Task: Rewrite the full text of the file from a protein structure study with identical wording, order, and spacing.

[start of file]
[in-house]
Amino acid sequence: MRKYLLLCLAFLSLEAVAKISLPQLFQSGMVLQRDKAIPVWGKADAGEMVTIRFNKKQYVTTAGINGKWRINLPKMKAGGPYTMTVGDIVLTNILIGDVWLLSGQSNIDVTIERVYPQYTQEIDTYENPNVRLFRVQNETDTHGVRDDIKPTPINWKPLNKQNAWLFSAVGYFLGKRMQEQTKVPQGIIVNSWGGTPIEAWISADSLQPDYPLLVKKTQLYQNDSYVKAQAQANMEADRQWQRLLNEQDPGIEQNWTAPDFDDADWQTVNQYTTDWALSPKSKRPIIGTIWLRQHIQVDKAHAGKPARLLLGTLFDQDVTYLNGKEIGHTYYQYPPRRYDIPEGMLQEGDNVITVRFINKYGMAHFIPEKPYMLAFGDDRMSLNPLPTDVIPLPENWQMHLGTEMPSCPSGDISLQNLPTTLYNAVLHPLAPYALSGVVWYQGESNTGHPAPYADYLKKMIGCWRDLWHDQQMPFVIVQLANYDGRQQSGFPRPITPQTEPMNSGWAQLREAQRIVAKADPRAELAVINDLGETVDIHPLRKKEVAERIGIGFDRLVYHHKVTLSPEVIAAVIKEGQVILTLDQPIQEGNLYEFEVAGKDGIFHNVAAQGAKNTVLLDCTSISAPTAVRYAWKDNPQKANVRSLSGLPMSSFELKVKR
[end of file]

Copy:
[in-house]
Amino acid sequence: MRKYLLLCLAFLSLEAVAKISLPQLFQSGMVLQRDKAIPVWGKADAGEMVTIRFNKKQYVTTAGINGKWRINLPKMKAGGPYTMTVGDIVLTNILIGDVWLLSGQSNIDVTIERVYPQYTQEIDTYENPNVRLFRVQNETDTHGVRDDIKPTPINWKPLNKQNAWLFSAVGYFLGKRMQEQTKVPQGIIVNSWGGTPIEAWISADSLQPDYPLLVKKTQLYQNDSYVKAQAQANMEADRQWQRLLNEQDPGIEQNWTAPDFDDADWQTVNQYTTDWALSPKSKRPIIGTIWLRQHIQVDKAHAGKPARLLLGTLFDQDVTYLNGKEIGHTYYQYPPRRYDIPEGMLQEGDNVITVRFINKYGMAHFIPEKPYMLAFGDDRMSLNPLPTDVIPLPENWQMHLGTEMPSCPSGDISLQNLPTTLYNAVLHPLAPYALSGVVWYQGESNTGHPAPYADYLKKMIGCWRDLWHDQQMPFVIVQLANYDGRQQSGFPRPITPQTEPMNSGWAQLREAQRIVAKADPRAELAVINDLGETVDIHPLRKKEVAERIGIGFDRLVYHHKVTLSPEVIAAVIKEGQVILTLDQPIQEGNLYEFEVAGKDGIFHNVAAQGAKNTVLLDCTSISAPTAVRYAWKDNPQKANVRSLSGLPMSSFELKVKR